What Not To Do / Adventure Sports  / What Not To Do When Pursuing Adventure Sport
James P Nolan - Planing an expedition

What Not To Do When Pursuing Adventure Sport

Adventure Sports. What are they? And what are they not? Well to begin they are not sport’s full of adrenaline junkies as many people wrongly believe. Adventure sports is a category of sports that are perceived, and I stress the word perceived, to be sports that are high risk. However, if done right these sports can be lower risk than driving your car. So, for anyone that finds themselves taking an interest in adventure sports or would like some life lessons gleaned from falling down mountains and swimming over waterfalls, here are some things to not do on your journey.

Don’t run before you can walk

Adventure sports like many sports take skill, and skill takes time to develop. The more skill you have, the more you can get away with. The consequences of not having the skills can range from a bruised ego too much worse. That’s why you shouldn’t do what I did. Don’t run before you can walk.

When I began whitewater kayaking, I was very fortunate to get a job working for an adventure travel company in India. Our base was right next to some of the most popular whitewater on the Ganges River and as a result two of my friends convinced me I should bring my kayak. That was a good decision. However, a bad decision was consistently throwing myself at harder and harder whitewater without having one of the fundamental skills of a kayaker. The ability to ‘roll’ or right a kayak.

Had I simply put in more time before this, I would have saved myself a lot of bruises, bad swims and negative experiences, that ultimately slowed my progression overall. Don’t do what I did and negate to polish fundamental skills before tackling bigger challenges.

Don’t go it alone

One of my favourite things about adventure sports is also the most valuable. The people. Find good people to help you during your journey and don’t forget to return the favour. I have had the luxury of having some great mentors and friends that have supported me in my journey, either by helping develop essential skills, or to help get me out of some sticky situations. However, this wasn’t always true and there were times when I purposely decided to go it alone. Don’t do this. The disadvantages far outweigh the benefits.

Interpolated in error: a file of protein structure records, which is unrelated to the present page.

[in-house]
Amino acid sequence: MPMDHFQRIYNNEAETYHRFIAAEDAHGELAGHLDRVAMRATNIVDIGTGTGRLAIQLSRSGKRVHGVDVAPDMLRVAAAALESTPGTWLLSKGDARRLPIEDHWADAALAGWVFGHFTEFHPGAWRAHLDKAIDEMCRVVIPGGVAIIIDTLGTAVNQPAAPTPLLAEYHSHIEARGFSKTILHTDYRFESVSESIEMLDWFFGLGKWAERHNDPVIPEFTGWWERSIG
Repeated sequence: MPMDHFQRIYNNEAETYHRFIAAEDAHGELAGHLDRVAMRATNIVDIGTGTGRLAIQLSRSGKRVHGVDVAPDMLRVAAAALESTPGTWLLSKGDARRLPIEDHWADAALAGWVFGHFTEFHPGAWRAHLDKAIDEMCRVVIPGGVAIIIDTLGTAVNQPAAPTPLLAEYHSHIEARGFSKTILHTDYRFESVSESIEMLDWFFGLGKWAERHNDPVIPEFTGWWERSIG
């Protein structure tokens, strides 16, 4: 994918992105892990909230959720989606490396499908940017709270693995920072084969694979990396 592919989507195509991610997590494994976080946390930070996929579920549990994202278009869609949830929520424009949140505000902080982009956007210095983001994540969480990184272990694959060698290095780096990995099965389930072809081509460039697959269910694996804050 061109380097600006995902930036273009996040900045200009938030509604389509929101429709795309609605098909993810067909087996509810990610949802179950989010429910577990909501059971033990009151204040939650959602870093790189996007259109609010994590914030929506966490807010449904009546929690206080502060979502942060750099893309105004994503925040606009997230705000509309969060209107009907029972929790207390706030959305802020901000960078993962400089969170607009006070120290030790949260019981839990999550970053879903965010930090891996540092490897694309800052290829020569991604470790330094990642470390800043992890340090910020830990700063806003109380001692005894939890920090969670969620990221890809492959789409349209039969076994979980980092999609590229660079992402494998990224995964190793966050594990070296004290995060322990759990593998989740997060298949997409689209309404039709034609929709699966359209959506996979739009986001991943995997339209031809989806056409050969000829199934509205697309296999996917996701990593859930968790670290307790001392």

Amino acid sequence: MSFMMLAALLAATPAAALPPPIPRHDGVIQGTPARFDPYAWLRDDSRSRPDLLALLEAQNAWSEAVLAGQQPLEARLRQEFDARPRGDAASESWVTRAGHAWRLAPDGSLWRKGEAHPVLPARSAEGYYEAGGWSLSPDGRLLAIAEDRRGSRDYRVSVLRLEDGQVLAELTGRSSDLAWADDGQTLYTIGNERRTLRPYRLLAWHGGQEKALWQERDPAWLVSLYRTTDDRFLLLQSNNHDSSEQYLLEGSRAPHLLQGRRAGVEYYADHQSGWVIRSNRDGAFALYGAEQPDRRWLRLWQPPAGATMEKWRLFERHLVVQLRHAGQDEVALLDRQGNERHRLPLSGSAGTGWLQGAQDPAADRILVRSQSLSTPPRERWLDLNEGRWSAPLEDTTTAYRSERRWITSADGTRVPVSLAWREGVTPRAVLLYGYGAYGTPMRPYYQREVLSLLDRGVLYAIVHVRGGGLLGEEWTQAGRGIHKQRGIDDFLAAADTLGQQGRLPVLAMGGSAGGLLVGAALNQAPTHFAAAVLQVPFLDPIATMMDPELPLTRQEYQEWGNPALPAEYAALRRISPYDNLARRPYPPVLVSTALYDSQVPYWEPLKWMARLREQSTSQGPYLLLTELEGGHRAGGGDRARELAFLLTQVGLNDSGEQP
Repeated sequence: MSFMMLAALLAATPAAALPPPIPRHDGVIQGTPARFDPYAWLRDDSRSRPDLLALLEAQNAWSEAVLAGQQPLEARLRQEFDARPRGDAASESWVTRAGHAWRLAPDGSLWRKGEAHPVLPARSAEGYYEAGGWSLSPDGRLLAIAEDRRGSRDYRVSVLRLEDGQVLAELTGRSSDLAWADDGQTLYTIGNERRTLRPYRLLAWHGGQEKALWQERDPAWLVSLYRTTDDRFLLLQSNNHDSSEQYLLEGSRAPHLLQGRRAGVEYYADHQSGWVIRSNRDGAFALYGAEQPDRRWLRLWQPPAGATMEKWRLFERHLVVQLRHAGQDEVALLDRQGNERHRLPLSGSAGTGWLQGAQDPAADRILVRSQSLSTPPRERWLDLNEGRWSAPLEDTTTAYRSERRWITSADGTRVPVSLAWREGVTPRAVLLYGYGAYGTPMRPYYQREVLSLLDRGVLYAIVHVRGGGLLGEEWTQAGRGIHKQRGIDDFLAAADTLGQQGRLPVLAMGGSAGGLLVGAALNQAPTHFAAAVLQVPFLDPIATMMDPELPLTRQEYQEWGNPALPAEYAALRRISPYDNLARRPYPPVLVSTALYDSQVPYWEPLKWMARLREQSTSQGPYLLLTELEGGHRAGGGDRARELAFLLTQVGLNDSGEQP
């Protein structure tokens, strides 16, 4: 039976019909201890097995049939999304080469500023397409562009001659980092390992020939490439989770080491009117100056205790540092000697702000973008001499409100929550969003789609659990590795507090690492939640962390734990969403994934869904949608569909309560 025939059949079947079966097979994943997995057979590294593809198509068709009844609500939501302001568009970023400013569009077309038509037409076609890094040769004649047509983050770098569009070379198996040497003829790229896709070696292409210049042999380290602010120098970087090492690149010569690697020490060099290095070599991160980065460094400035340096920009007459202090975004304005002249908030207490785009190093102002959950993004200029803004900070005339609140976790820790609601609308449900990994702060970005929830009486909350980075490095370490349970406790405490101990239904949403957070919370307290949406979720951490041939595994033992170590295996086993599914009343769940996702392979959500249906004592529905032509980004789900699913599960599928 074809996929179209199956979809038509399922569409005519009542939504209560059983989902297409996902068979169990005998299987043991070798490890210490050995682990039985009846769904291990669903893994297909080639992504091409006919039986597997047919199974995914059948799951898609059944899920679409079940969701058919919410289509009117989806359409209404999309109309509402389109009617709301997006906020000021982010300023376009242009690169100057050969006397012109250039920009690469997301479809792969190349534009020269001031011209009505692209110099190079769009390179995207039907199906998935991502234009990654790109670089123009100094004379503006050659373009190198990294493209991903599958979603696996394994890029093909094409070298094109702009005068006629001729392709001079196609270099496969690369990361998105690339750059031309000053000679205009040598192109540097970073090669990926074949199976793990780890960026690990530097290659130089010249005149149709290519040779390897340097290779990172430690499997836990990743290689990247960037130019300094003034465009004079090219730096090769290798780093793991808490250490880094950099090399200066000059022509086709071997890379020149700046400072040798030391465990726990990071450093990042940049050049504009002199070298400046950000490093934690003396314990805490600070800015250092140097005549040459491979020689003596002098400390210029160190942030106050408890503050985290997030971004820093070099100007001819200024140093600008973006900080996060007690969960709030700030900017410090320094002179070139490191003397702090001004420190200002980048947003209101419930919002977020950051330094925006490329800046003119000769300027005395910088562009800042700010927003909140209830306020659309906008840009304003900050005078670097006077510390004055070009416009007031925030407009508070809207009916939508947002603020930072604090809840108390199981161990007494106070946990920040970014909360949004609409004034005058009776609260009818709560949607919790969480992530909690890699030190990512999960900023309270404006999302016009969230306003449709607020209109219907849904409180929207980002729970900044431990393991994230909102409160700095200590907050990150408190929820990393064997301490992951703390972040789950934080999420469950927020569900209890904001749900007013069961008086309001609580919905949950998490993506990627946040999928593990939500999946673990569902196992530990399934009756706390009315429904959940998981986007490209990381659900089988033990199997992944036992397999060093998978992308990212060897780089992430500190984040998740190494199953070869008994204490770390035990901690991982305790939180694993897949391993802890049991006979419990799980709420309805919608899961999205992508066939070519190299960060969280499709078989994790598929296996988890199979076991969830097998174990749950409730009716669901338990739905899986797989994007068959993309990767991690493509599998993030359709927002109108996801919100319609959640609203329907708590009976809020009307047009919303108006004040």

It might surprise some, but a solo multi-day trekking trip alone in a remote section of the Himalayas can actually be quite enjoyable. The freedom, solitude and challenge were things that all drew me to the choice to go it alone. Half-way through my trip I found myself stuck. The bridges I was supposed to cross had been washed away in a storm and I could see no other possible route forward. I had to turn back. Luckily, I bumped in to two local men shortly after this decision. They were aware of the bridges and knew of another way up a side valley and over quite a substantial peak. They guided me and even fed me. Without them I would have never completed my trek and would have been forced to make the multi-day trip back the way I came.

This is why you should never go it alone. Even if you find support just in the form of advice from someone who knows the route forward, you are always stronger than when you are alone. Therefore, don’t go it alone. Don’t pursue your goals without mentors. Don’t pursue your goals without friends for support. Don’t pursue your goals without the advice of those who can guide the way.

Don’t forget to practice for when it goes wrong

Adventure sports do involve a degree of risk. How much risk you take is up to you. However, things don’t always go to plan and you have to deal with the results. How you react and what you do at this crucial time can be the difference between a small hiccup and a really big mess. Don’t forget to practice for when this happens.

I learned this lesson the hard way when a friend had a nasty swim while kayaking on a river in Europe. He had cut open his hand, had become separated from most of his equipment and was relying on me to pick up the pieces. My failing? I hadn’t practiced my rescue skills enough. I was slow to rescue his equipment, slow to get to him and slow to get him what he needed from our first aid kit. The whole process took far longer than it should and during this time he was only getting colder and more in pain as the adrenaline began to wear off.

It was a valuable lesson and one I thankfully learned during what was only a minor incident. If it had been a lot more serious, those precious seconds or minutes could make a very big difference to the ultimate outcome. Don’t do what I did, don’t forget to practice for when things go wrong. Adventure sports can be risky, but only if you don’t come prepared.


You will make mistakes when taking part in adventure sports. This is a certainty. If you didn’t people would never learn and you would never grow. However, the good news is you can learn from other people’s mistakes. So be sure to learn from my failures, go have some failures on your own and when you do, please tell everyone all about them so we too can learn what you learned.

Top Tip

Don’t forget to have fun.

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